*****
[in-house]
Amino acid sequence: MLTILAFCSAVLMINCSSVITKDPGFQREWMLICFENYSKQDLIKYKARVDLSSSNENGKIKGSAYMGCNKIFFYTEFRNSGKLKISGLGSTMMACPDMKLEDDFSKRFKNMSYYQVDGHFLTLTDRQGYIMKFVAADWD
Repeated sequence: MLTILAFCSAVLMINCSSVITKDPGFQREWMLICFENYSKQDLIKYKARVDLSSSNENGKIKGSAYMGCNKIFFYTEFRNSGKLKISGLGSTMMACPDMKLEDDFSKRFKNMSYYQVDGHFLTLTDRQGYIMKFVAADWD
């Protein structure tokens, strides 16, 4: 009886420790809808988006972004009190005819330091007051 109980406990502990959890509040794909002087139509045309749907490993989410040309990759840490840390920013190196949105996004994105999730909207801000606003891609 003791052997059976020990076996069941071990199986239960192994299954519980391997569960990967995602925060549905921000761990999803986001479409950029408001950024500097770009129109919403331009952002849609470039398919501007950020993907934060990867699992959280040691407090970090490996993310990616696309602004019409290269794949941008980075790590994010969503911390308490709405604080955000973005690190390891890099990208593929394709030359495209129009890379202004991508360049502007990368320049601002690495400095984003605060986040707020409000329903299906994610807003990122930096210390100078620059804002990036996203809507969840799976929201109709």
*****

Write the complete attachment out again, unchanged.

[in-house]
Amino acid sequence: MLTILAFCSAVLMINCSSVITKDPGFQREWMLICFENYSKQDLIKYKARVDLSSSNENGKIKGSAYMGCNKIFFYTEFRNSGKLKISGLGSTMMACPDMKLEDDFSKRFKNMSYYQVDGHFLTLTDRQGYIMKFVAADWD
Repeated sequence: MLTILAFCSAVLMINCSSVITKDPGFQREWMLICFENYSKQDLIKYKARVDLSSSNENGKIKGSAYMGCNKIFFYTEFRNSGKLKISGLGSTMMACPDMKLEDDFSKRFKNMSYYQVDGHFLTLTDRQGYIMKFVAADWD
């Protein structure tokens, strides 16, 4: 009886420790809808988006972004009190005819330091007051 109980406990502990959890509040794909002087139509045309749907490993989410040309990759840490840390920013190196949105996004994105999730909207801000606003891609 003791052997059976020990076996069941071990199986239960192994299954519980391997569960990967995602925060549905921000761990999803986001479409950029408001950024500097770009129109919403331009952002849609470039398919501007950020993907934060990867699992959280040691407090970090490996993310990616696309602004019409290269794949941008980075790590994010969503911390308490709405604080955000973005690190390891890099990208593929394709030359495209129009890379202004991508360049502007990368320049601002690495400095984003605060986040707020409000329903299906994610807003990122930096210390100078620059804002990036996203809507969840799976929201109709």